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Lingwood Lab

Research interests

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My laboratory is concerned with the molecular basis and physiology of glycosphingolipid (GSL) receptor function. Globotriaosyl ceramide (Gb3) binding is the mechanism by which verotoxin(VT) targets renal endothelial cells to initiate hemolytic uremic syndrome. Our studies on this interaction have led to our definition of a protective role for Gb3 in HIV infection also. The chemokine co receptor and GSL binding sites within the V3 loop of gp120 overlap. We are using molecular modeling to design small molecule inhibitors which prevent HIV -host cell binding.  Our interests are focused on the role of the GSL receptor lipid heterogeneity in determining the sensitivity of cells to VT-induced pathology/trafficking and HIV binding and membrane fusion. We have made soluble (adamantyl) GSL analogues which in large part mimic the properties of GSLs and prove effective as novel strategies against microbial pathogenesis.

Gb3 is upgregulated in certain human tumour cells and VT is a potential novel antineoplastic. The role of the drug resistance efflux pump MDR1 in GSL biosynthesis and the soluble GSL mimics we have generated allow us to manipulate cellular GSL metabolism to provide new approaches to several genetic diseases in which GSL metabolism is aberrant.

Indeed, we now show ABC transporters are key players in GSL biosynthesis. The first (precursor) GSL, glucosyl ceramide is made on the cytosolic Golgi membrane leaflet but all subsequent GSLs are made in the Golgi lumen. The mechanism by which GlcCer is flipped into the Golgi has been a mystery for more than 25 years. Using a photolabile GlcCer crosslinker we made, we identify ABC transporters as important in complex GSL biosynthesis, suggesting different GlcCer pools in the Golgi.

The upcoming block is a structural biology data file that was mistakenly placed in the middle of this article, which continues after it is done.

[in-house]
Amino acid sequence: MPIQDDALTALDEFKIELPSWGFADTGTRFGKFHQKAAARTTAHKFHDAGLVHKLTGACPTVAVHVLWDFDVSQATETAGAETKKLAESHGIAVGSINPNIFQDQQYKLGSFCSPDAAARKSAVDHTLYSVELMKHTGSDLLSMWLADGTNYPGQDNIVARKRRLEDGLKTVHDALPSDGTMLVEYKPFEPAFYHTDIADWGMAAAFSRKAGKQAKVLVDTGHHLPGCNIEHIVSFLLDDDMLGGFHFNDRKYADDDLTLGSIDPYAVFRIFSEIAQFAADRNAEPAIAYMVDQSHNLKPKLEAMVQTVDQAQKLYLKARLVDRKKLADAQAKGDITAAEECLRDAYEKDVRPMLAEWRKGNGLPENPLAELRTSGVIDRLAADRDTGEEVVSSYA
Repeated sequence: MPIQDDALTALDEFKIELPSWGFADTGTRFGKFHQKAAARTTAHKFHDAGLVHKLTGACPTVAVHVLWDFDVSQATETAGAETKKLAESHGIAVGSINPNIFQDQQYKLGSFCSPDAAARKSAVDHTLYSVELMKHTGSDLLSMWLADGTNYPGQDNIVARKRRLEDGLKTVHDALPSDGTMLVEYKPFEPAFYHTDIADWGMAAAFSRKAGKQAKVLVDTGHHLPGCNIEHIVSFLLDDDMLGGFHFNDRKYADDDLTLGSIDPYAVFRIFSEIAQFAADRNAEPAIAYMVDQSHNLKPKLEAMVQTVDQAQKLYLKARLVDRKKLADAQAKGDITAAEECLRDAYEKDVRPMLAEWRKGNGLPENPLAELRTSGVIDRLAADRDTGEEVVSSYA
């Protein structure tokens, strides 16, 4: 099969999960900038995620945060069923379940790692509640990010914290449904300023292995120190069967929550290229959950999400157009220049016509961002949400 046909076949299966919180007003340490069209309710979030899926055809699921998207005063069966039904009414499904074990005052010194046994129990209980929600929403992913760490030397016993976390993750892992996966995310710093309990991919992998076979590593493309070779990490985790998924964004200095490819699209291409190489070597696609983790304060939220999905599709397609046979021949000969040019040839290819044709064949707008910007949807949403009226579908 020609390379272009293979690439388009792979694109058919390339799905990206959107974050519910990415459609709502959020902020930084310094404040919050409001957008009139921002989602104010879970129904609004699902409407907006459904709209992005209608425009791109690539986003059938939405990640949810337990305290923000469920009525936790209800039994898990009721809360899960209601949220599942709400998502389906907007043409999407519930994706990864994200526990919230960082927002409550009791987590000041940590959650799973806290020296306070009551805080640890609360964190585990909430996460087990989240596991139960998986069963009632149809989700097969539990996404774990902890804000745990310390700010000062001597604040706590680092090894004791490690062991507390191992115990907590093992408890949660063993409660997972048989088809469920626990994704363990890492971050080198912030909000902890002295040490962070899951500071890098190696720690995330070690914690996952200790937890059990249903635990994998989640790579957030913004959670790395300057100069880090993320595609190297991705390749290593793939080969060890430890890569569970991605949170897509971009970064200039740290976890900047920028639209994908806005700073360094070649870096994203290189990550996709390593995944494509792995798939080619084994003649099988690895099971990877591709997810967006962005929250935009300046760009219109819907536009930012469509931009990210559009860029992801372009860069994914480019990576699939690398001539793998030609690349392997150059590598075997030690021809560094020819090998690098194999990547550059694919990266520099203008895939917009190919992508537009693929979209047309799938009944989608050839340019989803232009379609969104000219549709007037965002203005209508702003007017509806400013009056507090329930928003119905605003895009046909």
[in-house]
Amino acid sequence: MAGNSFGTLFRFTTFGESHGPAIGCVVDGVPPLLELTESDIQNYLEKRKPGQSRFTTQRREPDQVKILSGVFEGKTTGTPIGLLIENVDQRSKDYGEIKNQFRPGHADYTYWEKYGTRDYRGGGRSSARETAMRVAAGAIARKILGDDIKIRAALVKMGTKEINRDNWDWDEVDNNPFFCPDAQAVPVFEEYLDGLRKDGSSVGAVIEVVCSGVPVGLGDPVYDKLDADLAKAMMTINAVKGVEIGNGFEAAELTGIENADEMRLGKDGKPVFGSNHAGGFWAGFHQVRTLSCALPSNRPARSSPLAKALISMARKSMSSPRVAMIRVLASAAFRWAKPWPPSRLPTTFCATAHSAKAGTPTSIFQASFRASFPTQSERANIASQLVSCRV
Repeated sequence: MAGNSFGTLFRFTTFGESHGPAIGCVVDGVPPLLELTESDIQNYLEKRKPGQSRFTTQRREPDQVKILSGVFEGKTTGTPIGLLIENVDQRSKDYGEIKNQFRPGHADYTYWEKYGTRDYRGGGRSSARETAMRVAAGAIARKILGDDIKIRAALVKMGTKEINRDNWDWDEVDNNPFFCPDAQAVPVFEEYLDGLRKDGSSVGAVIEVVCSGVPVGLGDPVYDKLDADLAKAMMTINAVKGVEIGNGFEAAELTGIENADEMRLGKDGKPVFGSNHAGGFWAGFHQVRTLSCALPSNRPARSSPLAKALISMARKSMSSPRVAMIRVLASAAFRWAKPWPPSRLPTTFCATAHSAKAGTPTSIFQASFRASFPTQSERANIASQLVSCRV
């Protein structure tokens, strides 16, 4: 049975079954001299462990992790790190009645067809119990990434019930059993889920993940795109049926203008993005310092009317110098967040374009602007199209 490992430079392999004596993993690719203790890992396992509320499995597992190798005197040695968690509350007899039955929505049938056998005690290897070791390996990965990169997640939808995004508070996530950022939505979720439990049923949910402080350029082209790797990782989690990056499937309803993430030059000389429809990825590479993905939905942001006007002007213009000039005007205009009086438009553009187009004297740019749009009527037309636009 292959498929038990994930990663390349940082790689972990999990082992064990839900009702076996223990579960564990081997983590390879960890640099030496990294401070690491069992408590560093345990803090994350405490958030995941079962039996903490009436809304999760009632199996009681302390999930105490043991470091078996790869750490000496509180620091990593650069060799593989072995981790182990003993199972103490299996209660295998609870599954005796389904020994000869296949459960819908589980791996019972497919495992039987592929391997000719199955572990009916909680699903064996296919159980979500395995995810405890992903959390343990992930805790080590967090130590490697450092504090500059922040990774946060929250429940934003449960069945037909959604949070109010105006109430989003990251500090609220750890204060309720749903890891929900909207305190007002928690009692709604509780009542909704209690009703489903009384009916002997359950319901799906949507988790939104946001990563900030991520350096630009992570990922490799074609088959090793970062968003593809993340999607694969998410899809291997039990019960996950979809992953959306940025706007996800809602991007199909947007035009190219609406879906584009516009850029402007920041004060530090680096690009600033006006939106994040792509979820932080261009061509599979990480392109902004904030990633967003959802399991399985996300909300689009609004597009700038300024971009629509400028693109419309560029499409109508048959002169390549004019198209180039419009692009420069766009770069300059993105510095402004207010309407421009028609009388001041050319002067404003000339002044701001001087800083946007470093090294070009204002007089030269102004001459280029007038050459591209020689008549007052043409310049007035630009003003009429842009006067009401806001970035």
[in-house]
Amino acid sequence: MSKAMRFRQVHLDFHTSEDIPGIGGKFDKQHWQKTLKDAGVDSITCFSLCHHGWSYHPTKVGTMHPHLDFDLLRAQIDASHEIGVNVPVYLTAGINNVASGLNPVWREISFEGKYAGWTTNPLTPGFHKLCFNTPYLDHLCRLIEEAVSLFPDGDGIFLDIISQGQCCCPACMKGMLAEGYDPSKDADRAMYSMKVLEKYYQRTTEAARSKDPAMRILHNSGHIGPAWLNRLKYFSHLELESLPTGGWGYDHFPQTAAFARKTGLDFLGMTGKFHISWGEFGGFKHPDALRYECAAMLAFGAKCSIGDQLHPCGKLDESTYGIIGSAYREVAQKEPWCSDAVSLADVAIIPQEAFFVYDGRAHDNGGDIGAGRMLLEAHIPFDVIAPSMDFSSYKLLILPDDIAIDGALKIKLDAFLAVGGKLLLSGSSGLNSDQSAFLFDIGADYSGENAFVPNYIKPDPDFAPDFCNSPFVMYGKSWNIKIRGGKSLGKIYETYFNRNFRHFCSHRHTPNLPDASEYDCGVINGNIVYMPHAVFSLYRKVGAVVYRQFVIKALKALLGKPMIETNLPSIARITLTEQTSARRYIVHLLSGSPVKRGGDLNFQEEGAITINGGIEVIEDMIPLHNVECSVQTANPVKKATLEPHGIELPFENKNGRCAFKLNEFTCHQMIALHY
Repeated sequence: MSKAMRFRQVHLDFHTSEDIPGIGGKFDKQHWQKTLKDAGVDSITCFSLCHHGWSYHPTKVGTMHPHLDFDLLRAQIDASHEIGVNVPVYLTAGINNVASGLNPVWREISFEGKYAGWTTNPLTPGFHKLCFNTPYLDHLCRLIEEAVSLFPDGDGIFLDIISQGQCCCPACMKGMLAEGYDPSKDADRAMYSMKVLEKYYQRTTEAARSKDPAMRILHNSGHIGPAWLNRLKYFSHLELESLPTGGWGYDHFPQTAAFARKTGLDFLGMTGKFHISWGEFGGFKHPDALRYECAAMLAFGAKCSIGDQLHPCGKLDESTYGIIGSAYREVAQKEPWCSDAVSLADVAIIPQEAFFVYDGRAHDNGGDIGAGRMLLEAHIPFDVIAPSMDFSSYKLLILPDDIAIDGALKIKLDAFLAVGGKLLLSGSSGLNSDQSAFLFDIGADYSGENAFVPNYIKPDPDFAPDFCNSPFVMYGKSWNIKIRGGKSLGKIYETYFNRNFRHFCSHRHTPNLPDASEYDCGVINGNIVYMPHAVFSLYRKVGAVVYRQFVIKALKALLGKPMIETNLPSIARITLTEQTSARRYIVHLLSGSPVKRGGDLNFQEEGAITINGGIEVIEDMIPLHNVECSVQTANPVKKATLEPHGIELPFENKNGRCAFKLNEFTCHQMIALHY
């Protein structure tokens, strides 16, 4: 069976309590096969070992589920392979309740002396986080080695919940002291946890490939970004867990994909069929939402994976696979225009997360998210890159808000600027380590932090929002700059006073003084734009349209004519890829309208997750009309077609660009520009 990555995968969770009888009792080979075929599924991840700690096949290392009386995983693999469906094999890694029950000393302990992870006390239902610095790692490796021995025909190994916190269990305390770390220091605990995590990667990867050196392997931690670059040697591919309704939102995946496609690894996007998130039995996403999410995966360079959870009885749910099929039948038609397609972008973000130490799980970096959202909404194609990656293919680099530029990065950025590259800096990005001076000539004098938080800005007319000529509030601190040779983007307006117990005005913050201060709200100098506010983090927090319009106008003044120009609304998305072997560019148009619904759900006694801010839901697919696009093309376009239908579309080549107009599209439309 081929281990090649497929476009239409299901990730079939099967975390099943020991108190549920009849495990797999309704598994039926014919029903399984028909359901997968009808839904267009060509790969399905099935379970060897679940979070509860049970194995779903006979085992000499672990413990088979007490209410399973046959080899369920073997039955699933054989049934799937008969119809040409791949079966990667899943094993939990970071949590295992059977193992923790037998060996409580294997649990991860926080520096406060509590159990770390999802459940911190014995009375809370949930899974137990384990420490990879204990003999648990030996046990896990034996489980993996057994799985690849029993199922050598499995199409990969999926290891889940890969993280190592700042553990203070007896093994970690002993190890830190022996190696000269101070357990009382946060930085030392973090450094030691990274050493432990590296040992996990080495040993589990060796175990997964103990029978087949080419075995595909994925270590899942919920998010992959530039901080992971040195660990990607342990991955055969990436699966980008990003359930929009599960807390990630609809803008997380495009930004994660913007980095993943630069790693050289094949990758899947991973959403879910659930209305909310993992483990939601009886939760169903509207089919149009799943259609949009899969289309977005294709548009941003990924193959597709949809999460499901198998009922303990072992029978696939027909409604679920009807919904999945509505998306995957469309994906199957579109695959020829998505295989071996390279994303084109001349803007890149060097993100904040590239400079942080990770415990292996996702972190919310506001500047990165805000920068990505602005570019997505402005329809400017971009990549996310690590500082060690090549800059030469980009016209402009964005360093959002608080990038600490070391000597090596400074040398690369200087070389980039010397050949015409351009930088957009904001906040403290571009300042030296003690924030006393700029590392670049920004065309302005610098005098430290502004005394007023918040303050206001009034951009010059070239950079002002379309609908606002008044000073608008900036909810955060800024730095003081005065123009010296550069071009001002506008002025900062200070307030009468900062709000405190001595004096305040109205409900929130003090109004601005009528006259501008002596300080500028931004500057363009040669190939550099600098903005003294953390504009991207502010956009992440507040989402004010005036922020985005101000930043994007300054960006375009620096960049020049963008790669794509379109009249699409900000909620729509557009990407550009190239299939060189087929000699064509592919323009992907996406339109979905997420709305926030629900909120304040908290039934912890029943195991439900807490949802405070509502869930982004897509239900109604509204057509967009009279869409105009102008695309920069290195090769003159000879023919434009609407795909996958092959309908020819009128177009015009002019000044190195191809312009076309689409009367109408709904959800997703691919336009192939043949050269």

GSL and cholesterol form a complex in lipid rafts. In our generation of model lipid raft vesicle we found that GSLs became undetectable ("invisible GSLs") in these vesicles. Molecular modeling showed that within the GSL-cholesterol complex, the GSL sugar becomes reoriented from a membrane perpendicular to parallel conformation, less available for trans-ligand binding. This is important for many reasons, one being that the increased cholesterol of tumours results in the masking of tumour associated GSLs, to reduce efficacy of immune surveillance and response to anti GSL anineoplastic Mabs used clinically. Cyclodextrin extraction of tumour cholesterol results in a massive increase in the binding of such Mabs. There is a cholesterol gradient across the secretion/GSL biosynthetic pathway from ER to Golgi to PM which may affect precursor GSL availability for GSL anabolism. In the GSL/cholesterol complex the GSL sugar forms an umbrella over the steroid hydroxyl masking the cholesterol from some binding ligands e.g filipin. This mutual masking within the complex provides the basis of a new 'transistor-like' mechanism for the amplification of GSL and cholesterol mediated membrane signaling.

The retrograde trafficking of GSL binding bacterial subunit toxins (cholera toxin, Vero (Shiga)toxin) provide a prokaryotic basis for a new therapeutic approach to treat genetic protein misfolding diseases. The toxins traffic to the ER where the subunits separate and the A subunits hijack the membrane translocon (dislocon) used in ER associated degradation (ERAD) of misfolded proteins for cytosolic access and cellular pathology. ERAD elimination initiates or exacerbates deficiency disease symptoms in many genetic diseases in which the mutation does not completely delete activity but rather causes minor misfolding in the 3D protein structure. By providing an exogenous dislocon substrate, such toxins containing an inactivated A subunit, temporarily occupy the dislocon and thereby protect the mutant protein from ERAD, enabling an increased fraction of the mutant protein to escape destruction, mature and rescue the mutant disease phenotype. We have primarily focused on F508del CFTR cystic fibrosis and N370S GCC Gaucher Disease and found that this approach works in cell and animal modes of these diseases.

Future research

We will continue to develop these toxoids as clinical therapeutics for misfolding diseases and, as drug resistance becomes of increasing concern, the use of small molecular inhibitors of HIV. The interplay between GSLs and cholesterol provides a new perspective to study disease.